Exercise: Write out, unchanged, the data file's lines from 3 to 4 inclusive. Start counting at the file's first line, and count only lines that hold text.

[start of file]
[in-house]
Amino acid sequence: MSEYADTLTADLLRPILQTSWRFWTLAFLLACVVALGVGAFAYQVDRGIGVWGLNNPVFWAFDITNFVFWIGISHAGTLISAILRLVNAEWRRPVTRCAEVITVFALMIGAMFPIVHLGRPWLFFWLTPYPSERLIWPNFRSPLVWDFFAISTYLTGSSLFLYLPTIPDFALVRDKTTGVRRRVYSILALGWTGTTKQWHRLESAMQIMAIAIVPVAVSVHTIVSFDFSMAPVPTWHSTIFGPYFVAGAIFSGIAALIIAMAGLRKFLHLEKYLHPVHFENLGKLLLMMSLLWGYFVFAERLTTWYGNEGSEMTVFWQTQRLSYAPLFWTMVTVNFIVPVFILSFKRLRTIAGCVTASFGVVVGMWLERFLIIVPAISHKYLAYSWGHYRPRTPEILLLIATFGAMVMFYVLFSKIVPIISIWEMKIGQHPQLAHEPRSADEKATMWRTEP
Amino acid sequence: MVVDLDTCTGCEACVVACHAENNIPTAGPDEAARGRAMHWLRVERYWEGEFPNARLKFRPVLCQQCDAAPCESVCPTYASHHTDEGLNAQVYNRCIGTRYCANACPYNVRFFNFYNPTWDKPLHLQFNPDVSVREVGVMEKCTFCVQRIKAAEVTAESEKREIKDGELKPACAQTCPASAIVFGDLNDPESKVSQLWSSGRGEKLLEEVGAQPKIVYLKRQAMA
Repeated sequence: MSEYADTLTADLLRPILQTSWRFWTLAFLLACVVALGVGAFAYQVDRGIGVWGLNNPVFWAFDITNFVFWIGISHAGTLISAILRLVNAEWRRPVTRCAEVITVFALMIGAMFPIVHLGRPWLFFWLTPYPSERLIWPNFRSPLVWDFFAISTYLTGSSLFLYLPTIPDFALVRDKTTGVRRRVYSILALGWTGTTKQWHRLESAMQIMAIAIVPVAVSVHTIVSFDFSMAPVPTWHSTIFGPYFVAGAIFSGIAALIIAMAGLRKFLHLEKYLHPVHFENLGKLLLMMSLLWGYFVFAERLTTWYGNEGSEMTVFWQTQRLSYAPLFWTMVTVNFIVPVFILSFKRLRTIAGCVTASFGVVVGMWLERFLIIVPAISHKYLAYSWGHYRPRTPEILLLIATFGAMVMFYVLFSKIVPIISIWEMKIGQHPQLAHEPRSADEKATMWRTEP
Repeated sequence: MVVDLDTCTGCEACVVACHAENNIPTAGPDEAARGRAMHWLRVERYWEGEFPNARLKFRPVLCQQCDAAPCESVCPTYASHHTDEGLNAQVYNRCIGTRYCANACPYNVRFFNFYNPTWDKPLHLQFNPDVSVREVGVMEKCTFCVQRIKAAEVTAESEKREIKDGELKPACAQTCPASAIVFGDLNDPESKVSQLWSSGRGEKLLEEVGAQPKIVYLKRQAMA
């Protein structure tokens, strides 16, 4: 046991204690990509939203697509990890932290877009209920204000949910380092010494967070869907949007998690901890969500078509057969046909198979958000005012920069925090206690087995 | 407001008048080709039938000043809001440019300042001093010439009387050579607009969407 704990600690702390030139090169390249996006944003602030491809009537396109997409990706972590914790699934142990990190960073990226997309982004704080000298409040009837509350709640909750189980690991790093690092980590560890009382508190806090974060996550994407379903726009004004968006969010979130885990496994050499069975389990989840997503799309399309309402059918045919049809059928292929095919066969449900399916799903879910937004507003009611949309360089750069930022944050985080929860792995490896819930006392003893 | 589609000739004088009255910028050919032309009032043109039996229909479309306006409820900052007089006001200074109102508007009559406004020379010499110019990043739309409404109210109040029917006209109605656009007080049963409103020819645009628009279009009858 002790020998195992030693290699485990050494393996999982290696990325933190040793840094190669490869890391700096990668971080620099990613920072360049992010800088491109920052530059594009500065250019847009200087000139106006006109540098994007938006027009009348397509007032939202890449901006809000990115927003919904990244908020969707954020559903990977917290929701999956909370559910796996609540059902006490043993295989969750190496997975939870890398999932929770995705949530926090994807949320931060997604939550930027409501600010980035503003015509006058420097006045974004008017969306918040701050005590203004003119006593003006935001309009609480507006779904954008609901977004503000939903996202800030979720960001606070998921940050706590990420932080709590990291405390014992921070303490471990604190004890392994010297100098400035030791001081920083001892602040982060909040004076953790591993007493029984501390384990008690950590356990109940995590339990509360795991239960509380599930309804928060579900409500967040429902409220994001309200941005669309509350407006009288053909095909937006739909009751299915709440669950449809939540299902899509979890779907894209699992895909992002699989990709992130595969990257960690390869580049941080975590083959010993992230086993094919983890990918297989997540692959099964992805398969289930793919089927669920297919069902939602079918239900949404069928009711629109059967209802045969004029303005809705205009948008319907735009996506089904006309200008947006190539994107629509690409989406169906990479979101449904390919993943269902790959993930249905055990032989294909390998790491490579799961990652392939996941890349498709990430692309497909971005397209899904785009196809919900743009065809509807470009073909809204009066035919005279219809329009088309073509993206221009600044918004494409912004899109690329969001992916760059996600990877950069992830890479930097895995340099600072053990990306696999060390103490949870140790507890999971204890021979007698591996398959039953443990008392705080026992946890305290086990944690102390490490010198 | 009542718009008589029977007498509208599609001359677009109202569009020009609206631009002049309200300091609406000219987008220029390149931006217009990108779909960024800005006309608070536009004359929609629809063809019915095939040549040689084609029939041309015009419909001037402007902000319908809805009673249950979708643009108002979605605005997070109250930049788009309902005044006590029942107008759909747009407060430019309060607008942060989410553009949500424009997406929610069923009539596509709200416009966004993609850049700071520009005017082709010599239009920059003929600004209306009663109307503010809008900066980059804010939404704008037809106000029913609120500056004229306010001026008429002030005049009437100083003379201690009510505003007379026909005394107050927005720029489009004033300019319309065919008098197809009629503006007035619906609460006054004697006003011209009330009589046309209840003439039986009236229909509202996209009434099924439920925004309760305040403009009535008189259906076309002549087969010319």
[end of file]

Amino acid sequence: MVVDLDTCTGCEACVVACHAENNIPTAGPDEAARGRAMHWLRVERYWEGEFPNARLKFRPVLCQQCDAAPCESVCPTYASHHTDEGLNAQVYNRCIGTRYCANACPYNVRFFNFYNPTWDKPLHLQFNPDVSVREVGVMEKCTFCVQRIKAAEVTAESEKREIKDGELKPACAQTCPASAIVFGDLNDPESKVSQLWSSGRGEKLLEEVGAQPKIVYLKRQAMA
Repeated sequence: MSEYADTLTADLLRPILQTSWRFWTLAFLLACVVALGVGAFAYQVDRGIGVWGLNNPVFWAFDITNFVFWIGISHAGTLISAILRLVNAEWRRPVTRCAEVITVFALMIGAMFPIVHLGRPWLFFWLTPYPSERLIWPNFRSPLVWDFFAISTYLTGSSLFLYLPTIPDFALVRDKTTGVRRRVYSILALGWTGTTKQWHRLESAMQIMAIAIVPVAVSVHTIVSFDFSMAPVPTWHSTIFGPYFVAGAIFSGIAALIIAMAGLRKFLHLEKYLHPVHFENLGKLLLMMSLLWGYFVFAERLTTWYGNEGSEMTVFWQTQRLSYAPLFWTMVTVNFIVPVFILSFKRLRTIAGCVTASFGVVVGMWLERFLIIVPAISHKYLAYSWGHYRPRTPEILLLIATFGAMVMFYVLFSKIVPIISIWEMKIGQHPQLAHEPRSADEKATMWRTEP